Today, visitors can retrace the Army of the Potomac’s march up Virginia Peninsula on a multi-day driving tour from Hampton Roads to the outskirts of Richmond. Battlefield hikes abound—at Dam No. 1 and the Williamsburg Line, for example—while museums in Richmond, Hampton, and Newport News offer interpretation of the events of spring and summer 1862, a pivotal period in the Civil War.

Although possible to squeeze into a weekend trip, visitors will get a far richer experience if they allot 4-5 days—two on the Peninsula covering the battles of March-May 1862, with at least another two covering the Richmond area and the Seven Days’ Battles (June 25-July 1, 1862). Live and Let Hike breaks the trip in two along these lines: this post covers the Battle of Hampton Roads and the arrival of McClellan’s forces at Fort Monroe in March 1862 through the Battles of Williamsburg and Eltham’s Landing in early May; a subsequent post will cover the battles closer to Richmond, from Drewry’s Bluff (May 15, 1862) through Malvern Hill (July 1, 1862).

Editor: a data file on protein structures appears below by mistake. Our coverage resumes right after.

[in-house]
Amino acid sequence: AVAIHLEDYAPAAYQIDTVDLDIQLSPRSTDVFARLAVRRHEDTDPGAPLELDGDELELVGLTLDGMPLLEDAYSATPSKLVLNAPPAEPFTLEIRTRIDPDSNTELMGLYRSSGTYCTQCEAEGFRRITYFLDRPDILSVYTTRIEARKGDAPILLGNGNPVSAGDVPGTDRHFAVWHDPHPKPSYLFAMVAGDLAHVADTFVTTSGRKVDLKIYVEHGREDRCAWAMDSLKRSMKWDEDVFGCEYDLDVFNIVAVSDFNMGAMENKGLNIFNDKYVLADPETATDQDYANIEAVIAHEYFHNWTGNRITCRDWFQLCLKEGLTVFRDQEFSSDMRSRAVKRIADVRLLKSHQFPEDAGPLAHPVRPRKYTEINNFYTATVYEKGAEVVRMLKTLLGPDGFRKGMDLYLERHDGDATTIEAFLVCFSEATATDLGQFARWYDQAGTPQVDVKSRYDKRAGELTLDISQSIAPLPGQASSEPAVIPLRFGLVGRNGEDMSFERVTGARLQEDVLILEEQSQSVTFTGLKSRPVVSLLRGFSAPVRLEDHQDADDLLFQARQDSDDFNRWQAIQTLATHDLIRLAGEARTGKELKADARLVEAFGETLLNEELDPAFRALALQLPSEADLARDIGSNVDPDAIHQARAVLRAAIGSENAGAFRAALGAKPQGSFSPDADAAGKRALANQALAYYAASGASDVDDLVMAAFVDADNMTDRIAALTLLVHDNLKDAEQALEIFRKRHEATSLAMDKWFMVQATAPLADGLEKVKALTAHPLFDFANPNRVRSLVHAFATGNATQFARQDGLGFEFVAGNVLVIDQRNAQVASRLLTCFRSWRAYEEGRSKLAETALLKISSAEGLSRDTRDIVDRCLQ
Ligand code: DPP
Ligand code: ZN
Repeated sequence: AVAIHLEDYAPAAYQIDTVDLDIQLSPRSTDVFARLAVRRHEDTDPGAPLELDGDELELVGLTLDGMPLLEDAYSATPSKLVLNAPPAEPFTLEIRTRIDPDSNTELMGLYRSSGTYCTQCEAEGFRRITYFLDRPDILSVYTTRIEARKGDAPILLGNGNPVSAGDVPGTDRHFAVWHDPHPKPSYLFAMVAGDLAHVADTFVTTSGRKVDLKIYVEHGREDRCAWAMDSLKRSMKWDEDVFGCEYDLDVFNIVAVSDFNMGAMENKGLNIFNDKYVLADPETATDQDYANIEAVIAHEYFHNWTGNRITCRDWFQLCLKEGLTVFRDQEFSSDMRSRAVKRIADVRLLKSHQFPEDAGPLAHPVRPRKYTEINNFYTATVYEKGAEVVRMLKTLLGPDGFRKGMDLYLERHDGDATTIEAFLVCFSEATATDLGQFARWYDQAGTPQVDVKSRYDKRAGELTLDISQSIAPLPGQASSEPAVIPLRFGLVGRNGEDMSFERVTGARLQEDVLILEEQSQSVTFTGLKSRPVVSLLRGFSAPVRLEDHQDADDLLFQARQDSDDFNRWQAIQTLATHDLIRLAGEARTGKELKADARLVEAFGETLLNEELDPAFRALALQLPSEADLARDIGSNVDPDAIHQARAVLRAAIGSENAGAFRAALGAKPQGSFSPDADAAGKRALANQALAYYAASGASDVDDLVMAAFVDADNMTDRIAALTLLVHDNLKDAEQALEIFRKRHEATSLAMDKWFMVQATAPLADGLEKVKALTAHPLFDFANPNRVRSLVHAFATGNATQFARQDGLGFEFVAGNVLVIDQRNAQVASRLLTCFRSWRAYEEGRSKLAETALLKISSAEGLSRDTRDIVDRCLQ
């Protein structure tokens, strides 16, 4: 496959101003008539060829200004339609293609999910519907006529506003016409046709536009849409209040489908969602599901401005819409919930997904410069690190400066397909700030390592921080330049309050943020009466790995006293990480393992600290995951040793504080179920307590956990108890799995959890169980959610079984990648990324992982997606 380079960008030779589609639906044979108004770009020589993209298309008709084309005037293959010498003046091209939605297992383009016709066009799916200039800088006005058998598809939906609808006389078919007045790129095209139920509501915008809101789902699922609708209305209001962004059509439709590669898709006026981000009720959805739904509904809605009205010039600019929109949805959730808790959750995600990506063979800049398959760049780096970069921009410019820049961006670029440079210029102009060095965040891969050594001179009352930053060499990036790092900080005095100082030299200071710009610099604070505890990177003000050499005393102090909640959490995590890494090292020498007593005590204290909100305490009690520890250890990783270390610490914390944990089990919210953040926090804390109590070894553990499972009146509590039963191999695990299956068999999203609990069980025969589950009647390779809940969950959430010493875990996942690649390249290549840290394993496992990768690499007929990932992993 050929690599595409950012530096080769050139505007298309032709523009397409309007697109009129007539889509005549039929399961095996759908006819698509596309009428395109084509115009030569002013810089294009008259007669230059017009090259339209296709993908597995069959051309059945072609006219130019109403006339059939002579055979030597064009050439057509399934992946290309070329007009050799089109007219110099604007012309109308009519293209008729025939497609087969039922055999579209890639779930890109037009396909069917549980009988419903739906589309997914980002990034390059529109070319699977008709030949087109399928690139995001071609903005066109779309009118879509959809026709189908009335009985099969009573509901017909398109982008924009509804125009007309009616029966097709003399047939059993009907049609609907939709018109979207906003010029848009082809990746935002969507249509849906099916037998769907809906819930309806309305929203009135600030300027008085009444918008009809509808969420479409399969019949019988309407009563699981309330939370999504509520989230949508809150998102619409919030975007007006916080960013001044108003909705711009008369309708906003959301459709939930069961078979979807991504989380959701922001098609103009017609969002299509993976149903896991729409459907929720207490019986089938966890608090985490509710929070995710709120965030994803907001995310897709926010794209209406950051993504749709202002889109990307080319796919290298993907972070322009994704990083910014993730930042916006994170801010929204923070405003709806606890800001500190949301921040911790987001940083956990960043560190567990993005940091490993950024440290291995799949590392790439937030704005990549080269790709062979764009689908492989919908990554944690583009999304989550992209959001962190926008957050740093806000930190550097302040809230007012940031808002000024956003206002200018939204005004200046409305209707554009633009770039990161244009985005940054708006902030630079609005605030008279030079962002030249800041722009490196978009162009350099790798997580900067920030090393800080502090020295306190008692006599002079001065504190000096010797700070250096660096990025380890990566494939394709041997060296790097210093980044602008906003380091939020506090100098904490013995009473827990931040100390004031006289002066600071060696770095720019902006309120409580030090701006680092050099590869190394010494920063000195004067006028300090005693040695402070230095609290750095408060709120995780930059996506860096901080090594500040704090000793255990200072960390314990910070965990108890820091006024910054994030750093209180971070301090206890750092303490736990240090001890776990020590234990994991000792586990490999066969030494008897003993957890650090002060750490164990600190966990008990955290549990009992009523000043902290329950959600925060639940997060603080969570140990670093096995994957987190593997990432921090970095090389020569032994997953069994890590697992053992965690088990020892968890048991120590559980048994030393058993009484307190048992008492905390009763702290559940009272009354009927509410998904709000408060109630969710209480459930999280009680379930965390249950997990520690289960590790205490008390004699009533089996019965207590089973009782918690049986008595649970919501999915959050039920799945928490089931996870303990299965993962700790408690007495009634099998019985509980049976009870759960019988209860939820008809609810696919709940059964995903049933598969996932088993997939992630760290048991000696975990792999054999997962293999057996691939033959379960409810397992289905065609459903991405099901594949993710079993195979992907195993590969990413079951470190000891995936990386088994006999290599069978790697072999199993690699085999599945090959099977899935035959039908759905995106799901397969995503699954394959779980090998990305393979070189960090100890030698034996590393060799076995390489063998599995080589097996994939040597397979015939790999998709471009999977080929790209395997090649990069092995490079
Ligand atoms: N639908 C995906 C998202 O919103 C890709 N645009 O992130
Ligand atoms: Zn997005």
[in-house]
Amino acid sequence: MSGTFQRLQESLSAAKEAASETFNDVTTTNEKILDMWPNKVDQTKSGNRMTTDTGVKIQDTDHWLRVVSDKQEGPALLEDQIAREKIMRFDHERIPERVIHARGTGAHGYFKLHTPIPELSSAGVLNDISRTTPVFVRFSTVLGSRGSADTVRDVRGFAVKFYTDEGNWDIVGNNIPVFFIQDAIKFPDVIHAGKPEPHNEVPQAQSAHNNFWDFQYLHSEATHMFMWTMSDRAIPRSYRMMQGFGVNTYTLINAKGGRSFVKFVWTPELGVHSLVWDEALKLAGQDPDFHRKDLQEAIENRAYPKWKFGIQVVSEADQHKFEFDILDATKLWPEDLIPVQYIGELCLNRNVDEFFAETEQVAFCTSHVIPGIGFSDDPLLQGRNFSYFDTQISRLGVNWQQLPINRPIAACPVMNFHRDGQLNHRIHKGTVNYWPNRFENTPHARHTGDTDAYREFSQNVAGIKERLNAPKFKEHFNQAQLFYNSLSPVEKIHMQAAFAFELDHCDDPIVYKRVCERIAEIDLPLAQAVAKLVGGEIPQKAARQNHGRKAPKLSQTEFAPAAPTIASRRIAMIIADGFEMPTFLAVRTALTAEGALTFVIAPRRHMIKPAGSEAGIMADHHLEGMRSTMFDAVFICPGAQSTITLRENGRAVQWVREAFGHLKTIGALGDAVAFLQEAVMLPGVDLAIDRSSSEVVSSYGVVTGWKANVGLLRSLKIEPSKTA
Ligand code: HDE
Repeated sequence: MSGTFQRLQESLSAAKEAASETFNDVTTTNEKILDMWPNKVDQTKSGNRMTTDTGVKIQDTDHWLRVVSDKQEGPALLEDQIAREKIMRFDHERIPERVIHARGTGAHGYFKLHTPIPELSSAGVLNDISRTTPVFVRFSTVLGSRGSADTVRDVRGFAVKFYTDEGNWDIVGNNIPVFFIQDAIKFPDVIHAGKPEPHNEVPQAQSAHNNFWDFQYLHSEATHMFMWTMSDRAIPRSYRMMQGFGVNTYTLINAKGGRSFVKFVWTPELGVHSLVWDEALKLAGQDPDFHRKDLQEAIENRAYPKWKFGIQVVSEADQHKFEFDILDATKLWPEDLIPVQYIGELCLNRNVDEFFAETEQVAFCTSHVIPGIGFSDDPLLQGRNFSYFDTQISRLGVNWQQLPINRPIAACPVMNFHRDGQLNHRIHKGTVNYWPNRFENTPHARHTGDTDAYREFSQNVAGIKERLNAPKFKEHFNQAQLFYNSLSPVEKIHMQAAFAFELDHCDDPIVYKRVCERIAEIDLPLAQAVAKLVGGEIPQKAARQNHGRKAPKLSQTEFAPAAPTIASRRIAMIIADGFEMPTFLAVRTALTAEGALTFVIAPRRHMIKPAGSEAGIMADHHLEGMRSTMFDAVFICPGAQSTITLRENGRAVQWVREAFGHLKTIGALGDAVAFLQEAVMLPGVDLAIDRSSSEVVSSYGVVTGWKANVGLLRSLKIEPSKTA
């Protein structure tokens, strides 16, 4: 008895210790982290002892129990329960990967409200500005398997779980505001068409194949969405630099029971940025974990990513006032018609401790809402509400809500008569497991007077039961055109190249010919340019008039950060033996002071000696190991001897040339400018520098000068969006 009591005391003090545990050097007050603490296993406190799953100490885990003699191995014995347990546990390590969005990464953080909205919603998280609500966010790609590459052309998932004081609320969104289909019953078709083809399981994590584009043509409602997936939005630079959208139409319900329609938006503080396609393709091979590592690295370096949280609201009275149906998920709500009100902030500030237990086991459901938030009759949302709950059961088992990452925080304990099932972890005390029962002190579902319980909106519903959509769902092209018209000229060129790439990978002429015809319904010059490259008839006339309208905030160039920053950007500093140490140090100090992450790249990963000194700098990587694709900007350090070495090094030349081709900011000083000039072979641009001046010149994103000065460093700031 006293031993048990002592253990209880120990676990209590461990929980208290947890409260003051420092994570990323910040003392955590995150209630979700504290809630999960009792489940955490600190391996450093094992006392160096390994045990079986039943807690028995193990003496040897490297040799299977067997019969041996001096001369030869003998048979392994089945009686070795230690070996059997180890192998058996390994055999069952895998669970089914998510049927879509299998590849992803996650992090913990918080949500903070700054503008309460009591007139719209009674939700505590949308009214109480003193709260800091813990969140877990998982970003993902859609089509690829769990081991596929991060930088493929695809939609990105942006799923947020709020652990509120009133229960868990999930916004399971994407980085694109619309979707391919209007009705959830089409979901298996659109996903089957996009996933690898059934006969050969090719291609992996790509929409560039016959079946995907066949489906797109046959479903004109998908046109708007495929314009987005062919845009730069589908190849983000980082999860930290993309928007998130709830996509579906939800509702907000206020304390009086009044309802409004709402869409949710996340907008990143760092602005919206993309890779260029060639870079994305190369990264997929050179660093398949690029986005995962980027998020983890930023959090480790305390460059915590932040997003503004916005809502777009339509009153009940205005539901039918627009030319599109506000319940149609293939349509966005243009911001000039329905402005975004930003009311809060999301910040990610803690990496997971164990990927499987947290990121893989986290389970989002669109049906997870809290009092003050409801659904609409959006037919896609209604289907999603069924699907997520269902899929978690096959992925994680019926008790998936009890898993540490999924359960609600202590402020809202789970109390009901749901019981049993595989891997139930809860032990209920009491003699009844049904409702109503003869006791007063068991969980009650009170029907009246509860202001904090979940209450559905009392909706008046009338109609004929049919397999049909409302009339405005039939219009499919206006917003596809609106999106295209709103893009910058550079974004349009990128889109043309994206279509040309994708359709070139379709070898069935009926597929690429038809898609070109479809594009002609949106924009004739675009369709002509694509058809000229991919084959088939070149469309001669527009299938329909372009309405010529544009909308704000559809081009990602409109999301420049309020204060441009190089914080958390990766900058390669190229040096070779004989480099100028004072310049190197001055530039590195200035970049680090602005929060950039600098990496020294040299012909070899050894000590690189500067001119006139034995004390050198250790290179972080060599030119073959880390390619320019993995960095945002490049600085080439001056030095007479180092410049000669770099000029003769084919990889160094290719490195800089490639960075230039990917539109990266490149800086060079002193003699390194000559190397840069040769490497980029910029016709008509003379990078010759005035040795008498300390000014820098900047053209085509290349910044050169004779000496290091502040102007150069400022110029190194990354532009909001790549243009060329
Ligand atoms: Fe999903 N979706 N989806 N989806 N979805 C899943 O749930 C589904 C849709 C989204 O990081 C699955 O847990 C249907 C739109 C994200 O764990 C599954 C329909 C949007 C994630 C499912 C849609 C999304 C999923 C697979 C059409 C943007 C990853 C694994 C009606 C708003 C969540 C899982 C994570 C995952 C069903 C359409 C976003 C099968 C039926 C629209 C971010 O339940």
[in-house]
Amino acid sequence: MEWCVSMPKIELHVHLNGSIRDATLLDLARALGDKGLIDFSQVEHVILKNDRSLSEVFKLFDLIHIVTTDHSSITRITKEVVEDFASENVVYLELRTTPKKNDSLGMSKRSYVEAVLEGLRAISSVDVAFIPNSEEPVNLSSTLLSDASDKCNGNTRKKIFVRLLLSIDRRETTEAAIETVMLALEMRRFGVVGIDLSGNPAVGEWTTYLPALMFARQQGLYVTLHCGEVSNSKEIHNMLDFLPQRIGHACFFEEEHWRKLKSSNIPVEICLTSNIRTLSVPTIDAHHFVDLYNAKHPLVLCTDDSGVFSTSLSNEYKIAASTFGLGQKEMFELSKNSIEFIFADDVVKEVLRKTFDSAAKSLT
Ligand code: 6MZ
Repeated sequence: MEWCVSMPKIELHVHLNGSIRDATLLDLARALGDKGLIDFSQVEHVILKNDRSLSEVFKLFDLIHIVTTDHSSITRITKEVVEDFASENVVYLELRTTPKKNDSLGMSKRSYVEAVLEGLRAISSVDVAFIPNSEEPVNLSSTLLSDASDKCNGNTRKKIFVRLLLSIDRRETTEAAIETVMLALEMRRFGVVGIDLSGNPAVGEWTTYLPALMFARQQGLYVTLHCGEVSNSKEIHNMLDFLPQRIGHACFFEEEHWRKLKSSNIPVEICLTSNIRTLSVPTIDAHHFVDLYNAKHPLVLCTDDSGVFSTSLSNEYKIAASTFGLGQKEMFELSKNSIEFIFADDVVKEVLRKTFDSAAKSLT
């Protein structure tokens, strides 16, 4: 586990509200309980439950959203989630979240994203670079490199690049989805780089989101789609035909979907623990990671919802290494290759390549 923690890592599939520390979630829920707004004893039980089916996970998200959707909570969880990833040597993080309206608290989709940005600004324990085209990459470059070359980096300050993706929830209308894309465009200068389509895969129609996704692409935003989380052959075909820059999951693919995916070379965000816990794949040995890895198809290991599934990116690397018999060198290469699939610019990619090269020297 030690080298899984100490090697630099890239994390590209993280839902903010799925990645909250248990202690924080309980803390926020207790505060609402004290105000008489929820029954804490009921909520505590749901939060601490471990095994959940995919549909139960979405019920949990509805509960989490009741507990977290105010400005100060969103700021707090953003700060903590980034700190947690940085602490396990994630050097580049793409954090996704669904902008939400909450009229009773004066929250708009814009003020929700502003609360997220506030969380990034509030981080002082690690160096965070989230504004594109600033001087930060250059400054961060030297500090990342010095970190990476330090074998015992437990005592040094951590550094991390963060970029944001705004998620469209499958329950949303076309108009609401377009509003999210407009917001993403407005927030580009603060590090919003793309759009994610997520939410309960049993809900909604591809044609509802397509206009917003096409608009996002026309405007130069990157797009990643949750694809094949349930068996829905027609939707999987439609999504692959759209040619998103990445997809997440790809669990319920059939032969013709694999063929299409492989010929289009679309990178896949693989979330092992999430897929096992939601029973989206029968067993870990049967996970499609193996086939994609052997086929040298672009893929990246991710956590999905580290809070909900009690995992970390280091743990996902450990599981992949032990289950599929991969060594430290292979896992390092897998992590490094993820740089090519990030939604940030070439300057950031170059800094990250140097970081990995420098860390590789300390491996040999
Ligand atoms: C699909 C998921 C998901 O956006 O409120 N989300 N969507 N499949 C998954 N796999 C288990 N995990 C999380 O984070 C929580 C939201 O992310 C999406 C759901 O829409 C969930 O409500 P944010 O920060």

Note: The below driving tour roughly follows the itineraries laid out by Virginia Civil War Trails and Michael Weeks’ Civil War Road Trip: Volume I (2011). In this age of GPS, I have included addresses for each site (rough approximations—for example, the nearest house) in lieu of specific directions.


Stop 1: Christopher Newport Park (50 26th St., Newport News, VA)